As he turns 80, the artistic director and conductor looks back on a stellar career and prepares to lead “Resist,” the final concert of Musica Vocale’s 11th season
Arnold Epley has devoted nearly half his life to the musical culture of Kansas City and he’s not finished yet.
“I used to say, if you wake me up at 3 a.m. and shake me and ask, ‘What do you do?’ I would say, ‘I’m a singer,’” said Epley.
Epley turns 80 years old May 18. He retired from William Jewell College in 2009, after 27 years, and is a baritone, educator and choral director, working through the years with the Fine Arts Chorale, Chorale Francis Poulenc, Independence Messiah Choir, Kansas City Symphony Chorus and Musica Vocale.
Musica Vocale, which Epley began as a retirement project 11 years ago, is one of the region’s top semi-professional ensembles. It performs both canonical work and pieces at the cutting edge of the repertoire, as reflected in the upcoming May 19 concert, “Resist,” which includes a work inspired by the current immigration debate.
Epley’s continuing role as Musica Vocale’s artistic director and conductor caps a 60-year career that offers plenty to sift through, but getting him to talk about himself is surprisingly difficult. Often, his thoughts turn to his children, his students, his friends and colleagues.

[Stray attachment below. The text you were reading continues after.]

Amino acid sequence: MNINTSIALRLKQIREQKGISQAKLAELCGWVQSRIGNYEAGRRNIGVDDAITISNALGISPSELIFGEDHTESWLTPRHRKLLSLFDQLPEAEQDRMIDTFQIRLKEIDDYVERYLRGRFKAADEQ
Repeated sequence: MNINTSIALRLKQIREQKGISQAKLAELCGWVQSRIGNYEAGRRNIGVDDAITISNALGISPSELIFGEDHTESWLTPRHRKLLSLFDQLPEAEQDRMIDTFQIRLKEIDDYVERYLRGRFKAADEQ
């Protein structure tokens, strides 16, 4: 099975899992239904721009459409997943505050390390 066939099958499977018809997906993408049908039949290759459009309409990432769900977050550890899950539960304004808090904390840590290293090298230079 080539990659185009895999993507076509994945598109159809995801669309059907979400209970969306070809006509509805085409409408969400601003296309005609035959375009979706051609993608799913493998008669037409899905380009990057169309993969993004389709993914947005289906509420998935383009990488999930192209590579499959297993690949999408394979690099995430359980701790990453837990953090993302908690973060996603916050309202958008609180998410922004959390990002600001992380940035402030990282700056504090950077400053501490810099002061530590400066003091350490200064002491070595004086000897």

“There is a humility and an unwillingness to acknowledge his own tremendous skill and ability,” said Jay Carter, associate artistic director for Musica Vocale. “I think some of that stems from being a learner his entire life and never (being) done with that aspect of things.”
Epley grew up in Alabama and his early musical experiences were in the church. “The church was at the center of things, at least in our lives,” he said. He originally intended to be a career church musician and attended Howard College (now Samford University) in Alabama. Next came graduate school at Southern Baptist Theological Seminary in Louisville, Kentucky, where he worked with his first wife, Linda Morrison (with whom he had two boys), at a Baptist church. It was a rich musical experience: He started a boys’ choir and performed his first “Elijah” with the Louisville Bach Society. He spent six years in Pineville, Louisiana, as chair of the music department at Louisiana College.
Then, he went to William Jewell College in 1982. “I really put my life there. I loved William Jewell College from the day I came until I left, and if I could have stayed longer I would have. William Jewell was, in many ways, the school of my dreams,” said Epley, who taught voice, conducted choirs and supervised music education.
“I stayed at William Jewell long enough that by the last 10 years maybe, I was beginning to get the children of my alums,” he said, laughing, “which is rude.”
Many of those students, and his students from Kentucky and Alabama, have gone on to their own successful careers. “That’s the great thing about getting older. These people who have been students become your peers and sometimes your teachers,” Epley said.
That’s certainly the case with Jay Carter, a WJC alum who met Epley as a teenager, at a summer honor choir in Illinois. Now with a solo career as a countertenor, Carter has gone from student, to mentee, to friend. “I count myself endlessly fortunate to have been in a situation where I’ve been able to forge that kind of relationship with him,” said Carter.